Ballet Wishes and Pointe Shoe Dreams

Like a lot of girls, I was really into the idea of becoming a ballerina when I was young. And, like a lot of girls, I tried to accomplish this by stealing a book with ballet exercises from my school library and practicing them, religiously, for the better part of the school year until I got caught. (Bad to the bone, y'all.) I'm actually not a bad dancer, but I have some left/right confusion that means that not only am I the last person you want to ask for driving directions, it takes a brute force effort of will and a lot of practice before I can get anything like a routine down. I'm also not a super slender gazelle of a woman, or particularly flexible, or one of those dedicated people who can turn their life over to practice, and so my dream of a career in ballet was sadly stillborn.
Still, once in a while, it's fun to pretend, isn't it?
I'm not falling over, the camera is just kind of tilted.
Sweet pic bro. Note the death grip on my fence.
Of course, some of my biggest style icons were dancers. Audrey Hepburn famously studied ballet, and her dance background served her well in films like My Fair Lady and Funny Face.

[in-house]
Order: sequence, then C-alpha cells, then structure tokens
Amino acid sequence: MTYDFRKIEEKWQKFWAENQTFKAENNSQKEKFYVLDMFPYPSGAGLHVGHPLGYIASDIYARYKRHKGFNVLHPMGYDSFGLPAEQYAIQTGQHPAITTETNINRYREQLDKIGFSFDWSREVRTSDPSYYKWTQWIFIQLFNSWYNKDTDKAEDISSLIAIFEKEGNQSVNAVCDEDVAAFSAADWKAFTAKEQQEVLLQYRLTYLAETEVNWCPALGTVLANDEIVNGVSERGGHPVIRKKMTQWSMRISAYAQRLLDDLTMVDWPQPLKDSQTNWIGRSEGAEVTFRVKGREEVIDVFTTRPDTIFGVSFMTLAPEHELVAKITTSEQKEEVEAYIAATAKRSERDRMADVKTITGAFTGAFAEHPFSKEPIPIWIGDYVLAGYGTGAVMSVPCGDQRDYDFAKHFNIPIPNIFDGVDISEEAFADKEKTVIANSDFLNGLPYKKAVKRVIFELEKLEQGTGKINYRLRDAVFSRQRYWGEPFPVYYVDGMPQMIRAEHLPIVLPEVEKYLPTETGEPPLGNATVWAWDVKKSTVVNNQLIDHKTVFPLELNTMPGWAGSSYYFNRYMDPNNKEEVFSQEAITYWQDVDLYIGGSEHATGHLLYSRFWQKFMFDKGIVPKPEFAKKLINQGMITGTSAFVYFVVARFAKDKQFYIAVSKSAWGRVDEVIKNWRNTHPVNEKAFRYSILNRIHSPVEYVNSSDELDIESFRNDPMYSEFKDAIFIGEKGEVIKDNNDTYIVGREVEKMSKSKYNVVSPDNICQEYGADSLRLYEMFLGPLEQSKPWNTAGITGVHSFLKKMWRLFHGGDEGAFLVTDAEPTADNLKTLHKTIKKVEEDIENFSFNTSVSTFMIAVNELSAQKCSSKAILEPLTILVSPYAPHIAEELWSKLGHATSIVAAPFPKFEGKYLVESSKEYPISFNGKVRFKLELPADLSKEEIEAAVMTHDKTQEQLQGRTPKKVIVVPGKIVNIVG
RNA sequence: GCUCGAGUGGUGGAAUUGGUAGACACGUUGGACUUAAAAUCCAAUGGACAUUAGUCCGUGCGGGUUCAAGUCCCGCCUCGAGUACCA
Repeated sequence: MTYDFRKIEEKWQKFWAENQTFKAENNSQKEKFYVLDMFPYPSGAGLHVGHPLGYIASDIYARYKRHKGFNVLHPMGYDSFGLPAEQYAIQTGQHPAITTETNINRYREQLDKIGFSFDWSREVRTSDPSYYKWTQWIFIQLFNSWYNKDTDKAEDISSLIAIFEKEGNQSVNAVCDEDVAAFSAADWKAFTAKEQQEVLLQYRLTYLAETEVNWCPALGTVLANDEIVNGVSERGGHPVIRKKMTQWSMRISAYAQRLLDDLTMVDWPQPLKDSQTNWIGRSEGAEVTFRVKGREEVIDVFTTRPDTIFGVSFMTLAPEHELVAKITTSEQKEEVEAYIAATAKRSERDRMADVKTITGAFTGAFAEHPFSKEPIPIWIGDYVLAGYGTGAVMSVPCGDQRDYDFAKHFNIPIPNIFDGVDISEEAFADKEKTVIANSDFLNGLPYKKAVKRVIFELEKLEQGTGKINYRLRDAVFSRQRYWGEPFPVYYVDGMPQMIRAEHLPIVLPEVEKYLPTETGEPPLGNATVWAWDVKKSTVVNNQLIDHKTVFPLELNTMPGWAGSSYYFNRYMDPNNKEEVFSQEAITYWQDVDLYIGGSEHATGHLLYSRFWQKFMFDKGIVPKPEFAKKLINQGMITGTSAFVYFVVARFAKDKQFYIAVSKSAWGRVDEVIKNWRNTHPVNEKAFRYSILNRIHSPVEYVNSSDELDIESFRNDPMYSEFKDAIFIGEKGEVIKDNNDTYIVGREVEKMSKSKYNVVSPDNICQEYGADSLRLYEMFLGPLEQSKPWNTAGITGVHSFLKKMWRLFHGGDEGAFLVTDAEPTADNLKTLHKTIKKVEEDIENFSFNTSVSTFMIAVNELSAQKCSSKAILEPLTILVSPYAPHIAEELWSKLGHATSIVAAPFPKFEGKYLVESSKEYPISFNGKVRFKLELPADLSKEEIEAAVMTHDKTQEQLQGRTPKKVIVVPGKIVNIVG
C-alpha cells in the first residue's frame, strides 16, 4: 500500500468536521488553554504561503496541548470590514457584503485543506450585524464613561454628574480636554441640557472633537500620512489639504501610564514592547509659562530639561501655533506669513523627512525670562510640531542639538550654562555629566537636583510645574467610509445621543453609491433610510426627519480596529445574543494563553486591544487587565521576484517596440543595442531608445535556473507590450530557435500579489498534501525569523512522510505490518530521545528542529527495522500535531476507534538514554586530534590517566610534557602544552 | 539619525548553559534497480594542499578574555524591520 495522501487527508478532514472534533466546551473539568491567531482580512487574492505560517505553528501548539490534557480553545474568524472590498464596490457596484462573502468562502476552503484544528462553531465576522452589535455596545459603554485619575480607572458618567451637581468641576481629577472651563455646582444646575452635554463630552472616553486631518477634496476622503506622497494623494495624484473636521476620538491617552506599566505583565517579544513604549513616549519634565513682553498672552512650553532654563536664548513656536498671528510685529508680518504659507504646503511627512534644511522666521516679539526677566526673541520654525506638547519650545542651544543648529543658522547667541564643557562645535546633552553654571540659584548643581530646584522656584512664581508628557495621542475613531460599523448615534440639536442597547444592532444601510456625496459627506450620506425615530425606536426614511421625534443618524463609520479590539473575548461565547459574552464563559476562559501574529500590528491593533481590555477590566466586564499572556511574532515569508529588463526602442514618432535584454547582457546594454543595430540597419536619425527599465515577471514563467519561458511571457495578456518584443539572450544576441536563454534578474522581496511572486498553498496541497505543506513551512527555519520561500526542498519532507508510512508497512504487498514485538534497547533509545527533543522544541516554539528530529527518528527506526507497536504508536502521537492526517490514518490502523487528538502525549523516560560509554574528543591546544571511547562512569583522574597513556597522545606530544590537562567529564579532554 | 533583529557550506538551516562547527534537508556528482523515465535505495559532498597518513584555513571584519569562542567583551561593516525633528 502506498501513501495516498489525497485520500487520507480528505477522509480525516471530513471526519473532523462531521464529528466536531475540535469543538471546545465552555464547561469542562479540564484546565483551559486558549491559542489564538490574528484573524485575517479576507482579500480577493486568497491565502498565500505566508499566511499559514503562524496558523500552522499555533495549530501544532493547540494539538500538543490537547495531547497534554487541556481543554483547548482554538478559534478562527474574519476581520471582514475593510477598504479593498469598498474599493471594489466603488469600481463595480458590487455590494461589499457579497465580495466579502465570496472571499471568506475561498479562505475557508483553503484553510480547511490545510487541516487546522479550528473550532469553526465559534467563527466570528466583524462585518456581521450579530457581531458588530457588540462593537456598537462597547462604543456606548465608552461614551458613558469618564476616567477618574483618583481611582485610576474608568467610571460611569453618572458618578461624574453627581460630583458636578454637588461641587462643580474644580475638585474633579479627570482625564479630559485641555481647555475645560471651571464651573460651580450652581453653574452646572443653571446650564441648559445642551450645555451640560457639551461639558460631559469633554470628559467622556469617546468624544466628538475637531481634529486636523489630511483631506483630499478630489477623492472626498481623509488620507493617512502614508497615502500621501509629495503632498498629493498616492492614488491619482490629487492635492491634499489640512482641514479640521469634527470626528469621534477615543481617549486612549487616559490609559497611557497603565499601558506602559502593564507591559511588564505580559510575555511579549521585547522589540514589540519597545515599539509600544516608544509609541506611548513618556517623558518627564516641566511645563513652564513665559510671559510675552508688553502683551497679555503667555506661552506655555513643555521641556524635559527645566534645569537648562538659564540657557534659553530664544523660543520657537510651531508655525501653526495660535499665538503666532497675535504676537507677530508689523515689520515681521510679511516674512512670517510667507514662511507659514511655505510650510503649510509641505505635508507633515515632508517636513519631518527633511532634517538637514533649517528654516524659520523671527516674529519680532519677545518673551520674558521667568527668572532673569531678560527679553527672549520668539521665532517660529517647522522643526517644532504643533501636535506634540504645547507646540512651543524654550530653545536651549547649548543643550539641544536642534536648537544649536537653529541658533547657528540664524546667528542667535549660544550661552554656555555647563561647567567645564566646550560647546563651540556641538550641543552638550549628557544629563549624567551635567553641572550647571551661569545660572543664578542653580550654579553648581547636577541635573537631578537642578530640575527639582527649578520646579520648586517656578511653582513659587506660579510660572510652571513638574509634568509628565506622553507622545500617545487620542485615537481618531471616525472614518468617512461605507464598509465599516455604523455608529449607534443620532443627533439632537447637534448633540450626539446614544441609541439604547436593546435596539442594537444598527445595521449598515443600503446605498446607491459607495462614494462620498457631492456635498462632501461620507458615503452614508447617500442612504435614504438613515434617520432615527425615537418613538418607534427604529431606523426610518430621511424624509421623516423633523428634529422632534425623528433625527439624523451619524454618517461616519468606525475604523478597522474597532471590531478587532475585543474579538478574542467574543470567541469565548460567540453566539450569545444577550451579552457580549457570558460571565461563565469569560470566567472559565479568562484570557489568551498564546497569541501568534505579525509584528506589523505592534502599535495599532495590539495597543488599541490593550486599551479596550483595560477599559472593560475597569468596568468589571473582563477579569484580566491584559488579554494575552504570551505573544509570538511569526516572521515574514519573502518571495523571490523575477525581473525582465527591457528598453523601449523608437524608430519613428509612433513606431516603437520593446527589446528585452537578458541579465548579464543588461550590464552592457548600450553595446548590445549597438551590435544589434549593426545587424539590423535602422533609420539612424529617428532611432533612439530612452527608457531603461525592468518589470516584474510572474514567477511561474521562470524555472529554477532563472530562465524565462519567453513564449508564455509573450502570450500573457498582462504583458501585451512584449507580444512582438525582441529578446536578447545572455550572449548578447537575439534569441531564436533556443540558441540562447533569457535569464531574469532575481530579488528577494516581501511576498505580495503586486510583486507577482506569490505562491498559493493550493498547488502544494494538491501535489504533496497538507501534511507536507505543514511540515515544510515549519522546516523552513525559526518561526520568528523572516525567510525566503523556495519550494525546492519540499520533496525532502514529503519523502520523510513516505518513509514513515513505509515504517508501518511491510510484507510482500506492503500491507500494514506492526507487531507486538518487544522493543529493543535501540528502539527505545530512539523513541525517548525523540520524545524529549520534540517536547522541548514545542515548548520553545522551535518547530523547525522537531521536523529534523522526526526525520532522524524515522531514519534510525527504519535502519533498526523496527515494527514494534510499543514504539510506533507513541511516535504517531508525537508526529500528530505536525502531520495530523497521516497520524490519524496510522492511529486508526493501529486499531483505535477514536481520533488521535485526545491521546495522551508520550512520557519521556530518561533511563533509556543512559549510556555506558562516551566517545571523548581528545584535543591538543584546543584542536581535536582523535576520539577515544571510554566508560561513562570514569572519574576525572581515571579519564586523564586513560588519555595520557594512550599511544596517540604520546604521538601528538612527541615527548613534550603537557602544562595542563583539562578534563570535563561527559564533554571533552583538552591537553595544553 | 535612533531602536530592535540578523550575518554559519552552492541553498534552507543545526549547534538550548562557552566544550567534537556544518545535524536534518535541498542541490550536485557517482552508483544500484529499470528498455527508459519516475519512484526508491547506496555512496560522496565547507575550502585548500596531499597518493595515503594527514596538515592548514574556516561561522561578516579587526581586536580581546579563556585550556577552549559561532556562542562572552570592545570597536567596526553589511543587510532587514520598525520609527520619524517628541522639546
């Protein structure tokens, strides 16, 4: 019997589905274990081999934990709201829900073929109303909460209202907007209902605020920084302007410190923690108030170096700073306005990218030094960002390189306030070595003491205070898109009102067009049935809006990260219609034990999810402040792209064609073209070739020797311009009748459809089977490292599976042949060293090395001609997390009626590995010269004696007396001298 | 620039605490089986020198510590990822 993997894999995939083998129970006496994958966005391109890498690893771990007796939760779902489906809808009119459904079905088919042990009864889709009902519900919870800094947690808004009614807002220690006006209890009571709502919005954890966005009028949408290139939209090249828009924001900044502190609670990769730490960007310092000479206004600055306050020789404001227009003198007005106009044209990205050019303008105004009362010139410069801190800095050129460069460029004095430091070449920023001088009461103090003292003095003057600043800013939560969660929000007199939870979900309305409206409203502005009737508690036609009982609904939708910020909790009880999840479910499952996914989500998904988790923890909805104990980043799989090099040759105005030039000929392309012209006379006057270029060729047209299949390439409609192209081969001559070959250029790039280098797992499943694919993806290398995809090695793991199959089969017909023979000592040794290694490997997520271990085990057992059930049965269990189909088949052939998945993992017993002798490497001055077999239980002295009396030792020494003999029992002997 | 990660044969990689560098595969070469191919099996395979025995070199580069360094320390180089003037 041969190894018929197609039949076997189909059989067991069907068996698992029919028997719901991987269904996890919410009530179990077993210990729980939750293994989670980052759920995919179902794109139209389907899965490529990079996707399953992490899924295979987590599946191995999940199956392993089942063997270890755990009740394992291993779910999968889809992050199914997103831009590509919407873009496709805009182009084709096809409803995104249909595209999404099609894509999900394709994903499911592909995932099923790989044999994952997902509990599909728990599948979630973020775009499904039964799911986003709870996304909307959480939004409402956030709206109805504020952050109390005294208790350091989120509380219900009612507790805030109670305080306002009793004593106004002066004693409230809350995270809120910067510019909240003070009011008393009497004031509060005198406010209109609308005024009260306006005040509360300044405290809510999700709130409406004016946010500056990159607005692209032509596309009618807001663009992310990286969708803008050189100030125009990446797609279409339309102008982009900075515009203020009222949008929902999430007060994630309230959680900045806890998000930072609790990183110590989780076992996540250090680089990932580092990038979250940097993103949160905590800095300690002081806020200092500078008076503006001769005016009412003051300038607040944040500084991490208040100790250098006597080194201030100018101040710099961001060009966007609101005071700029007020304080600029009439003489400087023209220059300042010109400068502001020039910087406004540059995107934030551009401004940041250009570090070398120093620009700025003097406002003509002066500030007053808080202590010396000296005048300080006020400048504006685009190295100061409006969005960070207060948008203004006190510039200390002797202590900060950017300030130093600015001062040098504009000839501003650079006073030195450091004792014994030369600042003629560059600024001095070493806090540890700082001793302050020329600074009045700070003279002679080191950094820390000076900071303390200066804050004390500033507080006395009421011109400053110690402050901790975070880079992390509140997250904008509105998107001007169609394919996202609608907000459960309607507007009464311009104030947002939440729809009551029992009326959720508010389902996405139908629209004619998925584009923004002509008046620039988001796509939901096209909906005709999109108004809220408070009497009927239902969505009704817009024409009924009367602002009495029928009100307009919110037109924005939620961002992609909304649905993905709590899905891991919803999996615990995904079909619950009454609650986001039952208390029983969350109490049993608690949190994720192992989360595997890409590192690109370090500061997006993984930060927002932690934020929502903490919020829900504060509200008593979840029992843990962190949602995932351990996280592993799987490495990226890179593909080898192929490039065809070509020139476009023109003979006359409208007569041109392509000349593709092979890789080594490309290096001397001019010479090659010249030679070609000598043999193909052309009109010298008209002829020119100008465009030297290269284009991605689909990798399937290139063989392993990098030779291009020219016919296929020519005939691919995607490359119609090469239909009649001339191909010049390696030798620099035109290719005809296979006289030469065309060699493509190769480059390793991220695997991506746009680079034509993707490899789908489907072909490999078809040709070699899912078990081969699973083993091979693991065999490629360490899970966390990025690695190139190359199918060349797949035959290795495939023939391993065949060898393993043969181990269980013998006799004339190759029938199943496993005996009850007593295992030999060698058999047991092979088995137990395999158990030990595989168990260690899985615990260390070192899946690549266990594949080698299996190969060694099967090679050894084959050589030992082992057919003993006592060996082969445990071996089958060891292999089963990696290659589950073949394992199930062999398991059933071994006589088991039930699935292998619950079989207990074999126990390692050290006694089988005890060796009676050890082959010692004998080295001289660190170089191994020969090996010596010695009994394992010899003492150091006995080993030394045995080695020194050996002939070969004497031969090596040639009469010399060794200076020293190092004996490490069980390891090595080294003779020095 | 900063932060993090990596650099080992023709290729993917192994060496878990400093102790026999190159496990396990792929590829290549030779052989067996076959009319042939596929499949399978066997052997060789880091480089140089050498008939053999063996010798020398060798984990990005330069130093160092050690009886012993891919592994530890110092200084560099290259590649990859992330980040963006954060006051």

Brigitte Bardot also studied dance before she broke into acting.
The kind of grace and poise that ballet gives you seems like it would serve an actress well. Of course, football players enjoy the benefits too, so maybe there's a little something for everyone in studying ballet.
Images like this are what initially drew me to ballet. The grace, the elegance, the super sweet costumes. Here's Anna Pavlova in her costume for The Dying Swan, the role the cemented her status as a ballet icon in the early part of the 20th century.
Pavlova was also understandably famed for her beauty. Just look at those eyes.
And here's Native American ballet dancer Maria Tallchief. She was America's first prima ballerina, which is an even more astonishing fact given that she was a member of of the Osage tribe in Oklahoma. Her performance as the Sugarplum Fairy in The Nutcracker brought the ballet out of obscurity, and she was involved in ballet at the Lyric Opera of Chicago (what up, my city) until her death in 2013.
The Red Shoes is, in a way, a film about ballet's dark side. Loosely based on a Hans Christian Andersen story of the same name, it follows the rise and subsequent fall (um, literally) of a talented young ballet dancer. You can read a lot into the story - ballet is a notoriously cutthroat art (coughBlack Swancough), and the red shoes, which force the wearer to dance until they die, can be seen as a symbol of the toll that it can take on a dancer. Injuries, eating disorders, stress, and really gnarly feet are just some of the costs associated with dancing, particularly when you get to a professional level.

So who else was/is into ballet? Did you take classes, or were you like me, practicing alone in your bedroom? Do you still take cues from it? I know tulle skirts and Essie's Ballet Slippers nail polish are always on my hot list.

Update: Apparently Slate and I are on the same page, because they've got a little blurb about Misty Copeland and her "wrong" body up on their site.